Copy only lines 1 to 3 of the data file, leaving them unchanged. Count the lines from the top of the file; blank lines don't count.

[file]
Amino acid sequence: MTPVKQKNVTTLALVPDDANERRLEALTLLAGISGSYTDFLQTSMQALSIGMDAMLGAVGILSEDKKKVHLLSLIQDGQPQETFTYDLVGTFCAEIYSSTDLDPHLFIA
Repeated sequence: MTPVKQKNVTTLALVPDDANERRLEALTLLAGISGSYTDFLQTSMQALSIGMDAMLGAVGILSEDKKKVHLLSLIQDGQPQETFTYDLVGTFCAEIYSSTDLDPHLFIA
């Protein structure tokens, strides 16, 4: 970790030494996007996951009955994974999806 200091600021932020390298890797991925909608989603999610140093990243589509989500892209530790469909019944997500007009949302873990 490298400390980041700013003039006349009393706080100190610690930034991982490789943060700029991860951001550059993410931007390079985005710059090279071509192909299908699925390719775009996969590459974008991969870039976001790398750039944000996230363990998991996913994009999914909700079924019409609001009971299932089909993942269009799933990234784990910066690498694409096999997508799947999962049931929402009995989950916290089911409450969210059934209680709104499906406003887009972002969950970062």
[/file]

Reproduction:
Amino acid sequence: MTPVKQKNVTTLALVPDDANERRLEALTLLAGISGSYTDFLQTSMQALSIGMDAMLGAVGILSEDKKKVHLLSLIQDGQPQETFTYDLVGTFCAEIYSSTDLDPHLFIA
Repeated sequence: MTPVKQKNVTTLALVPDDANERRLEALTLLAGISGSYTDFLQTSMQALSIGMDAMLGAVGILSEDKKKVHLLSLIQDGQPQETFTYDLVGTFCAEIYSSTDLDPHLFIA
């Protein structure tokens, strides 16, 4: 970790030494996007996951009955994974999806 200091600021932020390298890797991925909608989603999610140093990243589509989500892209530790469909019944997500007009949302873990 490298400390980041700013003039006349009393706080100190610690930034991982490789943060700029991860951001550059993410931007390079985005710059090279071509192909299908699925390719775009996969590459974008991969870039976001790398750039944000996230363990998991996913994009999914909700079924019409609001009971299932089909993942269009799933990234784990910066690498694409096999997508799947999962049931929402009995989950916290089911409450969210059934209680709104499906406003887009972002969950970062």